Mats (Johannes Kuhnke) is a submersible pilot who has been assigned to a job out in the middle of the North Pacific, but as his Captain (David Horovitch) relates, this one is top secret and that makes them both uncomfortable seeing as how they are in international waters very close to North Korea. With the political climate being what it is, the danger of setting off an international incident must be very high, and understandably Mats would rather be without that to encounter, but a job is a job, and this team of three are determined to see their mission through while telling him as little about the specifics of what they are up to as possible. This does not sit too well with Mats - but he has no idea how bad it will get.
Although it might not appear so during the opening ten minutes, The Chamber, a feature debut from Wales by director Ben Parker, was essentially a single location movie, where the characters are placed in one set and allowed to get on with their differences as the drama unfolded. Often an identifying mark of a low budget project, this at least had a good excuse for its restrictions, as claustrophobia was the purpose of the thriller, making the audience feel every inch of that enclosed space and all the increasing panic in the process. Not that all the passengers in the minisub were going to be screaming their heads off the minute something went wrong, they were too professional for that.
Or were they? As The Chamber was more or less a disaster movie in the smallest scale possible without actually having people miniaturised a la Fantastic Voyage, we were expecting at least one of the trapped to go a bit doolaly to up the tension, and so it was. At first we are half anticipating the top secret mission to be of a science fiction nature - if you haven't seen The Abyss or Sphere, something like that, then you'll at least be aware of that territory - or even a horror such as the Deep Star Six or Leviathan affairs, yet that was not quite what was on offer. No matter that the temptation to deliver a slasher movie jolt in the latter stages was too much for Parker to resist, this was closer to chamber piece.
Albeit a chamber piece where the four characters are stuck with the peril of death breathing down their necks, which can focus the mind. Once they are down under the ocean and scouting the sea bed, the team leader Red (Charlotte Salt) is still keeping tight-lipped about what they are searching for, and another of the party is extremely antsy about Mats giving his location to the ship above, as if someone could be listening in. That turns out to be surprisingly accurate when the last radio message the sub receives tells Mats in an urgent tone that the vessel has been boarded and further communication is abruptly cut off, so what do they do now? Return to the surface, or wait it out with their six and a half hours of oxygen below? Will there actually be anything waiting for them up above? Friend or foe?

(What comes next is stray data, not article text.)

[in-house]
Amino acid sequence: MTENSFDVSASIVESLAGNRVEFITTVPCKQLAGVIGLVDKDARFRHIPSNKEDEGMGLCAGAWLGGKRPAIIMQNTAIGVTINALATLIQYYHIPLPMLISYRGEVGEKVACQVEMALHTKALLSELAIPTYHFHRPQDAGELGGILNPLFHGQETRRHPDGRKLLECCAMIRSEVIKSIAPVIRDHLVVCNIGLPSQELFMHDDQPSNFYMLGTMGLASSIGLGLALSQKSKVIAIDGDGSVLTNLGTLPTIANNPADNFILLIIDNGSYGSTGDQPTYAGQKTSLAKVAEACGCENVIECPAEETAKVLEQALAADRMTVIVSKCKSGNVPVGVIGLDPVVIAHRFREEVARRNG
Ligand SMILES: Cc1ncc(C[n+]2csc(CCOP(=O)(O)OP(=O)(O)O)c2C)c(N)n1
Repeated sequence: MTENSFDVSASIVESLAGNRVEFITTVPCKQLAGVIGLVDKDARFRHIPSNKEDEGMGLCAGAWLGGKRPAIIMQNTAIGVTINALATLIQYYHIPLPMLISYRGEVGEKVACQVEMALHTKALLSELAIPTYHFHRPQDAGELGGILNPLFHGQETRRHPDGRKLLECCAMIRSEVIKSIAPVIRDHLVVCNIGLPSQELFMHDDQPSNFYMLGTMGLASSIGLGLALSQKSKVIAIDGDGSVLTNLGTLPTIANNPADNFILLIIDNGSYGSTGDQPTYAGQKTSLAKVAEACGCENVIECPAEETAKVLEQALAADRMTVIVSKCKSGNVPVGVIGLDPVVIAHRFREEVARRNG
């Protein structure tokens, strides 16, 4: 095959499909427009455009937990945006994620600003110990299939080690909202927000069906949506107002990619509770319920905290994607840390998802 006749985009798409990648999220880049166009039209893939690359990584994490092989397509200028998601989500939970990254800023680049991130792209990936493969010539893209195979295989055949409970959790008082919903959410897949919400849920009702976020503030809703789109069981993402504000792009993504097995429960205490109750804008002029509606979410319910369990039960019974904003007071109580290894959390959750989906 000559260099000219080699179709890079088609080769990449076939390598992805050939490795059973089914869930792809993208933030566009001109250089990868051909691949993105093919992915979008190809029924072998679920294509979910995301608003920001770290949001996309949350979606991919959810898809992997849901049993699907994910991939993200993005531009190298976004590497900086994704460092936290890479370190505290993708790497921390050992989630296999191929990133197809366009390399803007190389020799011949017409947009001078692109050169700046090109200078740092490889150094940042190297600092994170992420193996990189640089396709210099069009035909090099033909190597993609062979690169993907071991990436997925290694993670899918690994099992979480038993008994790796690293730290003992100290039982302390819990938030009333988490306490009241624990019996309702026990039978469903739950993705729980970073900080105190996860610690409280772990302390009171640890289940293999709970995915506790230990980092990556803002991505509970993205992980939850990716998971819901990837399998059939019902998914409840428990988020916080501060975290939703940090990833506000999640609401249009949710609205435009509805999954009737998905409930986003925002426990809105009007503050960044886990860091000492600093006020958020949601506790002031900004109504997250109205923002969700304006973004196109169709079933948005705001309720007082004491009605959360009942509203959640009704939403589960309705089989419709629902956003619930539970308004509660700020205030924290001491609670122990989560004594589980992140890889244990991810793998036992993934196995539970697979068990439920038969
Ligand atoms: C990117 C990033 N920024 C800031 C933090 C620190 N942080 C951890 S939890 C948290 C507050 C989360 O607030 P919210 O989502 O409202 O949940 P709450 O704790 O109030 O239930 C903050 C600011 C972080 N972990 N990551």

The stakes were raised when Red orders the mission to carry on, and that leads to a dilemma when the sub is trapped on the ocean floor, whereupon Parker, who was also on script duties, tightened the screws further as the already small space becomes figuratively tinier and tinier and tempers rise. The trouble with this is that after a while the film descended into a series of scenes of characters bickering with one another, which rather than making the story more exciting was wearing on the patience, and seeing as how Parker did not afford himself much breathing room, if you'll pardon the pun, to expand on the personalities of his encumbered potential victims we were left with what the actors could bring to the table. With Kuhnke, he managed a convincing delivery of a man who does this job day in, day out thanks to the details he was given which made the undersea practicalities authentic-sounding, but Salt was stuck with a hardnosed tough woman persona, admittedly more than the other two got, James McArdle a cartoon baddie. Yet for an exercise in sustained suspense within strict limits, The Chamber impressed. Music by James Dean Bradfield of The Manic Street Preachers.